Secretary-Treasurers Celebrate the Past, Prepare for the Future

By Kevin Cuddihy, Contributing Writer
Forty elected officers—new and experienced—from 18 pilot groups and ALPA Canada attend the Secretary-Treasurers Conference at the Association’s McLean, Va., offices.

ALPA’s secretary-treasurers encounter a wide variety in terms of the work they do. Between their administrative and financial responsibilities, there aren’t many areas they don’t touch. From expenses to meetings and planning to budgeting, they’re responsible for utilizing ALPA’s resources to support their master executive council (MEC) or local executive council (LEC) and helping to keep ALPA on sound financial footing. For new volunteers it can seem a bit overwhelming, and even veterans in the position can use some guidance at times.

That’s why 40 pilot volunteers—new and experienced—from 18 pilot groups and ALPA Canada attended the Secretary-Treasurers Conference on May 10–11 at the Association’s McLean, Va., offices, learning their roles in ALPA’s finances and administration. Once again, elected officers at both the MEC and local council levels were invited to hone their skills and ensure that the next cadre of volunteers are ready to serve.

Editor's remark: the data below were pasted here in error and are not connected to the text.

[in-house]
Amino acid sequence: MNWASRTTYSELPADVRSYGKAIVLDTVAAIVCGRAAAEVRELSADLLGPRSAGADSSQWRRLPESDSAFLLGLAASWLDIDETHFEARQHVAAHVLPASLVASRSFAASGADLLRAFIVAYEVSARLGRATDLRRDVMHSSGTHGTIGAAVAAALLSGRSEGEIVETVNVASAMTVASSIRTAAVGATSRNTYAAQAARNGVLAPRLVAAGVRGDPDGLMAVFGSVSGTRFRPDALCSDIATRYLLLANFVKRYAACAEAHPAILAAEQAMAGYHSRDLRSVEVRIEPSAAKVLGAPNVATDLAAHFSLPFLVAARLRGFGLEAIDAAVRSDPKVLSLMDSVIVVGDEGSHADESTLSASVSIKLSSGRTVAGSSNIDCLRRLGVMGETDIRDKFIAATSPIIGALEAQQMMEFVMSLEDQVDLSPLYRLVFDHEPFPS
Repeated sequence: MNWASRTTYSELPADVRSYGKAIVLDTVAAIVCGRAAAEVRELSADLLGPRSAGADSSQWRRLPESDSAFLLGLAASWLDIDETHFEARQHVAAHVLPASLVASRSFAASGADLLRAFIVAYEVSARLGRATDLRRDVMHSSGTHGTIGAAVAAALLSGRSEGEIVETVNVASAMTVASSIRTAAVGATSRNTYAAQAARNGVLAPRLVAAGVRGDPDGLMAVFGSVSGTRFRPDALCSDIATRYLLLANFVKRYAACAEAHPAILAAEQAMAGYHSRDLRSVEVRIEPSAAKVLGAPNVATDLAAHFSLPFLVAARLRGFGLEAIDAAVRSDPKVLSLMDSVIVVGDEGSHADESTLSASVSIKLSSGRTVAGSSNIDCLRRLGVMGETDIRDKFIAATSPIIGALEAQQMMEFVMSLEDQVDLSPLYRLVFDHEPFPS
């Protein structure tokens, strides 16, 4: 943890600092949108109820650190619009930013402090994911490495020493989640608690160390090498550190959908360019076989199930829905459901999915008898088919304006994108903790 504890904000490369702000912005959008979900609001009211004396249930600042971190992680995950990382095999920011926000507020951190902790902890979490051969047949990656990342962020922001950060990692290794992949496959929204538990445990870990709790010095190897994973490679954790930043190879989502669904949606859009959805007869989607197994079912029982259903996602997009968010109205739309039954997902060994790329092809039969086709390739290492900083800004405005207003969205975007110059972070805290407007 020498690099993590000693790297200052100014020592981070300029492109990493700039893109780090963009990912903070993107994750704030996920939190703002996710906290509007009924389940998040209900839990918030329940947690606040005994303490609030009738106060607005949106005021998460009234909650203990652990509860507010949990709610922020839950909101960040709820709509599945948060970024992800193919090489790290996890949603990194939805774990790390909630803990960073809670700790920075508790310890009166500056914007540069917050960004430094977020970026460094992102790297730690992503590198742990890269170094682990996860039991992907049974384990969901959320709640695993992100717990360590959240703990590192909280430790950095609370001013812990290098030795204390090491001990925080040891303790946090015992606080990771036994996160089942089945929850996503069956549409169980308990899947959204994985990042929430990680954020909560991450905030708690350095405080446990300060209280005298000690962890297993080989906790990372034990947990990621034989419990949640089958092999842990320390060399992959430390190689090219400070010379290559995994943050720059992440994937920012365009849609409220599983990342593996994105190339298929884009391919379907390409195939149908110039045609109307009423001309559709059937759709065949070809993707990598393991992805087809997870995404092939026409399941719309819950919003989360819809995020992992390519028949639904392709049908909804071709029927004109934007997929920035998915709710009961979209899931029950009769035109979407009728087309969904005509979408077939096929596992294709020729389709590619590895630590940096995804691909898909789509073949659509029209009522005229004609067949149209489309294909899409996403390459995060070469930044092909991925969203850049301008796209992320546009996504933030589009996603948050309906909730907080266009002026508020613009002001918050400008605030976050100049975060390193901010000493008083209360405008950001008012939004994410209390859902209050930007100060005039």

This year, the first fully in-person Secretary-Treasurers Conference since the onset of COVID-19 was both an educational activity and a celebration of the work done by those who held these positions during the pandemic and helped ALPA navigate very challenging times.

Capt. Joe DePete, ALPA’s president, stressed the importance of the position, noting, “The work that you do and the financial strength that you bring to our Association provide us the freedom we need to succeed.” He observed that their efforts and those of their colleagues helped ALPA make it through one of the most turbulent times the airline industry has faced. “The foundation provided by this group is what has allowed us to be more than ready for our current recovery,” he remarked.

Capt. Joseph Genovese, ALPA’s vice president/finance–treasurer, and Capt. Bill Couette, ALPA’s vice president/administration–secretary, cohosted the conference and discussed the various duties of a secretary-treasurer and how to fulfill them. They were joined by staff subject-matter experts from the Finance, Legal, Membership, and Representation Departments who shared their specialized knowledge and encouraged attendees to get to know their colleagues.

“There’s no border in ALPA,” said Couette. “We all work on the same issues. Whatever you’re experiencing, chances are someone in the Association’s 91 years has run into it before. Network with each other.”

“We want you to leave here this week with the tools you need to succeed,” added Genovese. “Get to know the staff who can help you through it all.”

Topics covered over the two days included the importance of proper membership records and how to run reports, flight-pay loss, the budgeting process, purchasing policy, member insurance programs, running a meeting at both the MEC and LEC levels, and more.